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TAYLOR: I always imagined that to be the way you first met J. Cole.
BAS: Man, I knew Cole when he first came to Queens, before I started rapping even. Cole was one of the people who really encouraged me to start rapping, because I didn’t believe it was a very viable option. You know, I come from a Sudanese family, so those things weren’t really within our realms of thought or possibility. Cole, he just kind of changed all of that. When I met Cole, my brother actually got him this job at a newspaper—
TAYLOR: Your brother was the one that got Cole the newspaper job?! Cole talked about working there the last time he spoke with Interview.
BAS: Yeah, there’s actually eight of us that worked there. It was bad, there were homies that would come in at 9am and punch in all the guys that came in at 1pm, then the 1pm guys would punch out all the 9am guys that left hours ago. We were terrible like that, trying to swindle that newspaper. Poor newspaper.
TAYLOR: You were following your dreams though.
BAS: Right. Especially me, I was in a crazy place. I had to drop out of school, started doing a lot of street shit just to make ends meet. Then I had a really big wake up call, probably six months before I started rapping, where some things really went wrong—a friend got shot, a car got shot up. I think it was the very peak of my being young and dumb. After that, I had to think about how my actions affected not just me, but my family and friends. Right after that, my older brother had given me his laptop, and he was like, “Start opening gigs for me, it’s a better way for you to make a couple hundred bucks than what you’re doing.”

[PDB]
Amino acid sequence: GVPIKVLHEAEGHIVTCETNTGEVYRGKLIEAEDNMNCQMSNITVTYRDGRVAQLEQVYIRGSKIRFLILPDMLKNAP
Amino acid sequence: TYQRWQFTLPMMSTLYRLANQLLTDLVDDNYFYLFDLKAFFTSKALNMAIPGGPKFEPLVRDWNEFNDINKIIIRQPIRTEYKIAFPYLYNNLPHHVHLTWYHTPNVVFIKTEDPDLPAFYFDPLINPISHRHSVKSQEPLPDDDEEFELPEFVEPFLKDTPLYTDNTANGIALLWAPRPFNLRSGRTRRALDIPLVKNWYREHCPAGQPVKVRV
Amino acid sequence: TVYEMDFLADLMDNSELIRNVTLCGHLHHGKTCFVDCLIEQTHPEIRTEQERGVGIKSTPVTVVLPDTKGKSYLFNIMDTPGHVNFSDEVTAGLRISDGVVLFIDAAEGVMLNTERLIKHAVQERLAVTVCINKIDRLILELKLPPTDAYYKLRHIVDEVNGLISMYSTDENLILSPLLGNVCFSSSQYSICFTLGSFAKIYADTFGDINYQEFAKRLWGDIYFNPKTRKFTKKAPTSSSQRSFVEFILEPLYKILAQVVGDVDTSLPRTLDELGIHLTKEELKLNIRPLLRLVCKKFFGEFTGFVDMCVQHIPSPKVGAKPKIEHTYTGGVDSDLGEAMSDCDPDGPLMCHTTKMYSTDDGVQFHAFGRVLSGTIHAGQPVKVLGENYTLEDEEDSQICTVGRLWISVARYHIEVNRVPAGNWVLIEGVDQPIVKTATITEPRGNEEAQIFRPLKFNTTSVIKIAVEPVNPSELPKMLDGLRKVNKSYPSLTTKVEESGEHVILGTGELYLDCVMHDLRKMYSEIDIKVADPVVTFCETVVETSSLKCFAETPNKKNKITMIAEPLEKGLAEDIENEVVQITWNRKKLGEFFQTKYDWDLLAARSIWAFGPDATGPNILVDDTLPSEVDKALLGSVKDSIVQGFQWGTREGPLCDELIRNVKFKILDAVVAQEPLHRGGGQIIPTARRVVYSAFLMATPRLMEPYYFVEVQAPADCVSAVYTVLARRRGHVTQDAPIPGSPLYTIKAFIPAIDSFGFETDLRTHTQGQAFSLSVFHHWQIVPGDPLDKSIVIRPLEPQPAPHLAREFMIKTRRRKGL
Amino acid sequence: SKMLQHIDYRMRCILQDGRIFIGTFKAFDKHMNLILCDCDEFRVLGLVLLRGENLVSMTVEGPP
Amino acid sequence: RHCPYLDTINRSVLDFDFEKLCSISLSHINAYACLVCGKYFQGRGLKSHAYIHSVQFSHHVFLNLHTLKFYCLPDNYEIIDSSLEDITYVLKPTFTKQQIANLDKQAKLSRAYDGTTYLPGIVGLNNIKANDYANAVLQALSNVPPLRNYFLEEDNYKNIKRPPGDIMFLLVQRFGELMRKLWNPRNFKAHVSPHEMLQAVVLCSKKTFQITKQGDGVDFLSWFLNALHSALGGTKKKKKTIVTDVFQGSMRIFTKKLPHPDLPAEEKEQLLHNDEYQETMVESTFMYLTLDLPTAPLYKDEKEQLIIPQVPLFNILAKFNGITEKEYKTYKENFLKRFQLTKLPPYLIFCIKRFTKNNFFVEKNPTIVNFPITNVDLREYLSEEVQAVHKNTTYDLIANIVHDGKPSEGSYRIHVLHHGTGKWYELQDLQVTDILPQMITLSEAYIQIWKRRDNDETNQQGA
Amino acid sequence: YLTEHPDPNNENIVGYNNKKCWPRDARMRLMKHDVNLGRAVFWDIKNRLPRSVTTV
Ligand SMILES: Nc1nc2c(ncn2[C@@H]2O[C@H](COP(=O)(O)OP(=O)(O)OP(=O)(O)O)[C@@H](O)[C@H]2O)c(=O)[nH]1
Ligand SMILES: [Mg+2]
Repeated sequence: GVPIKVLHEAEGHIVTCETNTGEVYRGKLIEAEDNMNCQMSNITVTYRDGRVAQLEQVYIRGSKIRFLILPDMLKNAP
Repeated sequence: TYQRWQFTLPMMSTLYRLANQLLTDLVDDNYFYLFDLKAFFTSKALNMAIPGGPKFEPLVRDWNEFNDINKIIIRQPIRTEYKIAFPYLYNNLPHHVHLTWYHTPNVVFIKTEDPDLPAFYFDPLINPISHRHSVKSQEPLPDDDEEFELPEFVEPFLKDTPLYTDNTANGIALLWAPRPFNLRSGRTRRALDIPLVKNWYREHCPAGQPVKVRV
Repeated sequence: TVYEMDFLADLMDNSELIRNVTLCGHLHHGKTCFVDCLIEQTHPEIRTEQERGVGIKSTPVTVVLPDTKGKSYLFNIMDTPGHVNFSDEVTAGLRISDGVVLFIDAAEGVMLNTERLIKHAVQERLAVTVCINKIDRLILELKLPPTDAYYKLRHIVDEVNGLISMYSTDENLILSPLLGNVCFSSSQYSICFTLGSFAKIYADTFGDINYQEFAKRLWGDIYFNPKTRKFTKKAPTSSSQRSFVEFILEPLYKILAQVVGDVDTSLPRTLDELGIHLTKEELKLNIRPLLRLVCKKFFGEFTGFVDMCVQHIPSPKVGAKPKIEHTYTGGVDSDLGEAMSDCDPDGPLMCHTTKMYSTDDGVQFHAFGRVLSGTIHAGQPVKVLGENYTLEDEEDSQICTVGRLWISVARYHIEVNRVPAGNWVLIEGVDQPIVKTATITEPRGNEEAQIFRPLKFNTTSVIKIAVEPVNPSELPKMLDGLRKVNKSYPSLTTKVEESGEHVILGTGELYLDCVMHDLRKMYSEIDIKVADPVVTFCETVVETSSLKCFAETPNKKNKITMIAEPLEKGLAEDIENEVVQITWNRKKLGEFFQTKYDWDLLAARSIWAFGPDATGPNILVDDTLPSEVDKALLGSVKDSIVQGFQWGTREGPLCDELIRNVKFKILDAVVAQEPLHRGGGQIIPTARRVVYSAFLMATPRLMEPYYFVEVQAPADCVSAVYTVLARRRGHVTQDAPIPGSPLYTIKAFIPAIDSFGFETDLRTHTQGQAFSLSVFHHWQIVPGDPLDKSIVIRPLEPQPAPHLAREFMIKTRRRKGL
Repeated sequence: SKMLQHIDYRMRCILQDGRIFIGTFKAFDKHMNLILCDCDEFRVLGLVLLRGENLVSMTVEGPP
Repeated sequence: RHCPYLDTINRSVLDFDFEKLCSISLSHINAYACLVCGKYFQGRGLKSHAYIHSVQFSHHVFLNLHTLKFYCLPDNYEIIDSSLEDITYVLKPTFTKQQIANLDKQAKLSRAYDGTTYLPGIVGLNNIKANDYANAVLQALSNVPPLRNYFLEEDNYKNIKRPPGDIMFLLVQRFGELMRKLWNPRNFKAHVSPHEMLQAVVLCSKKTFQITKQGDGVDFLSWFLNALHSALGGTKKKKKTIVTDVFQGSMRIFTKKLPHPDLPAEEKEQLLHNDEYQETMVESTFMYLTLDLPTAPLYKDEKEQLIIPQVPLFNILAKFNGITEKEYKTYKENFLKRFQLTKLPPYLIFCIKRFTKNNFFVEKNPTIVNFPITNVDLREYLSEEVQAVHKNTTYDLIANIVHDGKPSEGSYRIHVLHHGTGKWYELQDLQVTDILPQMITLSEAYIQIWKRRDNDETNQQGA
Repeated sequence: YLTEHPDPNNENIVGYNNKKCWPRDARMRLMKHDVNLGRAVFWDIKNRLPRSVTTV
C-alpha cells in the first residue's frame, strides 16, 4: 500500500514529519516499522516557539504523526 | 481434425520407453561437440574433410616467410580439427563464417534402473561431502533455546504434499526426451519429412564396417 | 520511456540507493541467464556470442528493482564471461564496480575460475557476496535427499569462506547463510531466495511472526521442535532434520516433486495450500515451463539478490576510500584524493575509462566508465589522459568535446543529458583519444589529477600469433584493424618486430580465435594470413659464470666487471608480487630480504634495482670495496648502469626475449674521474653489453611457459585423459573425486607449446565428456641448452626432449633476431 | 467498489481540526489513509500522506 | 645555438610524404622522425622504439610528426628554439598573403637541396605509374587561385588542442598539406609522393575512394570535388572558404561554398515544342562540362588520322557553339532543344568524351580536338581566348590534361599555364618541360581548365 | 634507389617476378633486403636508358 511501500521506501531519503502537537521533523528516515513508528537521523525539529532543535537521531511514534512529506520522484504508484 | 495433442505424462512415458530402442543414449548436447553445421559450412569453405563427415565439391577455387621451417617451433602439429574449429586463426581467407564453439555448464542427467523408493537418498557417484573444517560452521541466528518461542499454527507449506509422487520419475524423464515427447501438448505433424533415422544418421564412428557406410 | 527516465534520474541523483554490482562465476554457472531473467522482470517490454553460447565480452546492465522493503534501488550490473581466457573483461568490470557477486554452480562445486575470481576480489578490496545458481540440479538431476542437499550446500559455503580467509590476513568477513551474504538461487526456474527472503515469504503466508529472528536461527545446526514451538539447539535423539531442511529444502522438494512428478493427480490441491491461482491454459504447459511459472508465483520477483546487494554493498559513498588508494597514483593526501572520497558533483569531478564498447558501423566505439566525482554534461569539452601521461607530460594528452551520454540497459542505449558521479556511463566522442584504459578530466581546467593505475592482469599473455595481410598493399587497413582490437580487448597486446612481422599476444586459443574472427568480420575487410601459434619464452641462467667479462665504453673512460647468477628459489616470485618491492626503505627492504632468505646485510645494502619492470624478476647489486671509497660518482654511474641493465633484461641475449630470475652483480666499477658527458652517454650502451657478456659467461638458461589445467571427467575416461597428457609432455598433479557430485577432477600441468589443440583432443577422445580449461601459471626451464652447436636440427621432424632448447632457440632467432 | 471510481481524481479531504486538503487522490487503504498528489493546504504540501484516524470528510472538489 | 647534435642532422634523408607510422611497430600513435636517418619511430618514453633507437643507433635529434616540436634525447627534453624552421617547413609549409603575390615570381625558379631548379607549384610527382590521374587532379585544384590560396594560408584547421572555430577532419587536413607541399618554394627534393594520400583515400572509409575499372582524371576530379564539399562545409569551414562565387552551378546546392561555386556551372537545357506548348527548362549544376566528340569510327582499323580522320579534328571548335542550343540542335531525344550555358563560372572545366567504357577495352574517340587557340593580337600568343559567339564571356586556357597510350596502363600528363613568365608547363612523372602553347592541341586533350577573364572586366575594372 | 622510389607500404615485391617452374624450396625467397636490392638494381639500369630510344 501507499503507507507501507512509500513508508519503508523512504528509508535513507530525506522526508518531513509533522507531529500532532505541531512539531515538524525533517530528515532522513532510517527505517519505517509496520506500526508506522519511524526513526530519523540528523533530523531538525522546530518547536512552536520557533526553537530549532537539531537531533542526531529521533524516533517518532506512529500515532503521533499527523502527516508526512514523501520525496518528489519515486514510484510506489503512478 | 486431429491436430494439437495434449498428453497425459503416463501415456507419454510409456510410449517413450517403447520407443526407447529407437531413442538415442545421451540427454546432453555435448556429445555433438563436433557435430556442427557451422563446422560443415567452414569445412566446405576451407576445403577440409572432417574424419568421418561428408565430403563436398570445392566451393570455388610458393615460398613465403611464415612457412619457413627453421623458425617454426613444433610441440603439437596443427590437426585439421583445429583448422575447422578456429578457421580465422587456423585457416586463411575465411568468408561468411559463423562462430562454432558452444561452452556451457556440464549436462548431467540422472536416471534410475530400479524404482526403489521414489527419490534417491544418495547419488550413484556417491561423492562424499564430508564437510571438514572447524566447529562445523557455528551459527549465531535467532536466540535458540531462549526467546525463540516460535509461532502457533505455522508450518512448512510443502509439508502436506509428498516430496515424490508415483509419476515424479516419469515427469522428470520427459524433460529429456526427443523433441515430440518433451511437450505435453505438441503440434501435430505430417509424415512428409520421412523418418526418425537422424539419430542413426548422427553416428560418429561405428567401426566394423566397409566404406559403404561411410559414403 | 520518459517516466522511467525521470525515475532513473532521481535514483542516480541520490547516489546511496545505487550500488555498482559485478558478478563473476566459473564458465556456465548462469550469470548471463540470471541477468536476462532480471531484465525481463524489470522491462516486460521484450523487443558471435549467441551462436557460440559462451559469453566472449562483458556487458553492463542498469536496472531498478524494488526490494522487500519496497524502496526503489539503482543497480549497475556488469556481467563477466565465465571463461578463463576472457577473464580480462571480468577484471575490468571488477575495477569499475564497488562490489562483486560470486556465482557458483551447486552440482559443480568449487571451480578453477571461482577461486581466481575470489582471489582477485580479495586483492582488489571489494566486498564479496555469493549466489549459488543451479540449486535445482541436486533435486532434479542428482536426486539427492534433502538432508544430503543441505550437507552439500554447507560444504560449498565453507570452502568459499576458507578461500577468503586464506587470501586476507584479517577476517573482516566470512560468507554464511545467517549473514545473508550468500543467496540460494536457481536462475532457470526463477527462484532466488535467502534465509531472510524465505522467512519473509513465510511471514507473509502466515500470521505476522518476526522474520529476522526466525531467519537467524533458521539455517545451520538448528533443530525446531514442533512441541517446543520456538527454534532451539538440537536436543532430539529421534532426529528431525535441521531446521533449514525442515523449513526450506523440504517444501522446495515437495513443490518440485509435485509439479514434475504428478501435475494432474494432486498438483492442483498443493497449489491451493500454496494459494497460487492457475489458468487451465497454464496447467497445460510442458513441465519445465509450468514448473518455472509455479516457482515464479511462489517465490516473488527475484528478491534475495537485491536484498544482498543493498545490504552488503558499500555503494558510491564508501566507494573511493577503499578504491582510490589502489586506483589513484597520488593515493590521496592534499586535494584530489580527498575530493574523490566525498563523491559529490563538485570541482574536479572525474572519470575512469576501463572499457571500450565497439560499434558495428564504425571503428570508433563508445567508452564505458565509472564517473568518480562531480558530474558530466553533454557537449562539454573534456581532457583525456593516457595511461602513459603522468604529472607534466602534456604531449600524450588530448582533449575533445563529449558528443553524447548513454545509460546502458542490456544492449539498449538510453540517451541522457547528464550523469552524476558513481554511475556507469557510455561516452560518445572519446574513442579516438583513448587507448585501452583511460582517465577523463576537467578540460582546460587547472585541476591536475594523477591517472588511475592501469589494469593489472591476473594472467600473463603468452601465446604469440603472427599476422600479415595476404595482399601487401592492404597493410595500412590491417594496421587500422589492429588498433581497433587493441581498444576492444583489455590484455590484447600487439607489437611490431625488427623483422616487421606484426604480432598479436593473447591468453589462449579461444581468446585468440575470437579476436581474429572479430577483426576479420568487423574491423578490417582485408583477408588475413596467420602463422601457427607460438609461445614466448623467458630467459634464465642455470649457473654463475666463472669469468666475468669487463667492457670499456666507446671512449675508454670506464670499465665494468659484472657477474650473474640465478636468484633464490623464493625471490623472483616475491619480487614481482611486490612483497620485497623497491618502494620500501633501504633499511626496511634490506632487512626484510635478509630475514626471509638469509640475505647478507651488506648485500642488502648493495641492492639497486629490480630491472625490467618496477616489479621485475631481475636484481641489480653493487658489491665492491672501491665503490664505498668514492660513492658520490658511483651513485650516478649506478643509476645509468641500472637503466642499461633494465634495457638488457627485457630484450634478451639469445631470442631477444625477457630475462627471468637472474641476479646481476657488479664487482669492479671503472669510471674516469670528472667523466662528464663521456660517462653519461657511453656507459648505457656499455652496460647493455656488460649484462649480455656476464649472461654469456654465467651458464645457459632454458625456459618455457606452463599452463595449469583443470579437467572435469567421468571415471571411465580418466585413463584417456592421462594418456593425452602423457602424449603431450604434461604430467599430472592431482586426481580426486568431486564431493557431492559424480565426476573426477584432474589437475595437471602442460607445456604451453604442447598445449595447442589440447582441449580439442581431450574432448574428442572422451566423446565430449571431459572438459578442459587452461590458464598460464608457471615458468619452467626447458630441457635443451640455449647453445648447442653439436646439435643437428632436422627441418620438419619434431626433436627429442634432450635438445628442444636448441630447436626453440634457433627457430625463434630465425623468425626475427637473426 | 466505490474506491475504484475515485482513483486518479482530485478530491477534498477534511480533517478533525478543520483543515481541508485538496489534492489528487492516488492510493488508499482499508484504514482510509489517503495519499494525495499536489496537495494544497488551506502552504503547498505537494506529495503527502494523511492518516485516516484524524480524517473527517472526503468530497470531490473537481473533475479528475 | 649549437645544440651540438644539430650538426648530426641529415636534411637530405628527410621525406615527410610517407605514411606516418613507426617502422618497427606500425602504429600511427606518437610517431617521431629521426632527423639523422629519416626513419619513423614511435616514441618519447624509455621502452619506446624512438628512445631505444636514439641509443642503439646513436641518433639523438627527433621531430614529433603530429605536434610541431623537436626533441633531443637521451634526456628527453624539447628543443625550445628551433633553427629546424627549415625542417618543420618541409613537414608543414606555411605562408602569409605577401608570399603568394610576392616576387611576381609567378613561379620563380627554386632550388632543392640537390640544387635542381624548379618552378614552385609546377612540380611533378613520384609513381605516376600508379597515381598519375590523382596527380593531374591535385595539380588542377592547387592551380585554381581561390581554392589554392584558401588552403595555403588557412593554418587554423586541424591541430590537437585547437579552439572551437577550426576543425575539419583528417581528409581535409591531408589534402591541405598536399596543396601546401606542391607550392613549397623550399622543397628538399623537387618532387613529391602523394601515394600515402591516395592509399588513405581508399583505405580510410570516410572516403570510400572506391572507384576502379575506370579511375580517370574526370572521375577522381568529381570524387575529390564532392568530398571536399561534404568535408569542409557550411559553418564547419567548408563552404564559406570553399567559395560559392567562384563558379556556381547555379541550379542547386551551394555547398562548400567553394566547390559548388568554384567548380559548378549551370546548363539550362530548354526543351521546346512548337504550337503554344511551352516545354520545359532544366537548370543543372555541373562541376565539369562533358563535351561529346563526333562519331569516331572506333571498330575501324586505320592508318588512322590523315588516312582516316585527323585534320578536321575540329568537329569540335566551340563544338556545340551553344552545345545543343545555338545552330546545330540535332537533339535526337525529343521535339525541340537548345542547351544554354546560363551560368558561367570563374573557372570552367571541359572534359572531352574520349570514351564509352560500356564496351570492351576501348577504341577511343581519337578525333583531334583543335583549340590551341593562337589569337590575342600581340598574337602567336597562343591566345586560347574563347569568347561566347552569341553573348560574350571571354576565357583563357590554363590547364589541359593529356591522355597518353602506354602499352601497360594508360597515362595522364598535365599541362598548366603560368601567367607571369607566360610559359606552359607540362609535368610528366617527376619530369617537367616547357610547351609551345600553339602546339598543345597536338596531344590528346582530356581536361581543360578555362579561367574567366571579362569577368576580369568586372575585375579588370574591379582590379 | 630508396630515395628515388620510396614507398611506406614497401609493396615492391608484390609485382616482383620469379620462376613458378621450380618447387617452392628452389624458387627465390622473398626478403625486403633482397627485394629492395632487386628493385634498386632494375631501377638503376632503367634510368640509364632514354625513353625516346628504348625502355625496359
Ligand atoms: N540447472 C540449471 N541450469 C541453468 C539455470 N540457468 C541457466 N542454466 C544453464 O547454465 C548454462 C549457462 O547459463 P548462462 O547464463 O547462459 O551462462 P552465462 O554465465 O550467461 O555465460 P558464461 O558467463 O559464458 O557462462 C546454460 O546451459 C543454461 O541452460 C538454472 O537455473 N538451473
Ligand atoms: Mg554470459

TAYLOR: That’s a good older brother.
BAS: Yeah. I’m lucky, man, because I have friends who were in my situation who didn’t have a support system. I had my family. I had my older brother, my parents, Cole, the whole Dreamville team. I had people there to help me find a new direction in life. That’s the plight of the black male in America; often they don’t have that guidance, that father figure, or people in higher standing to help them out.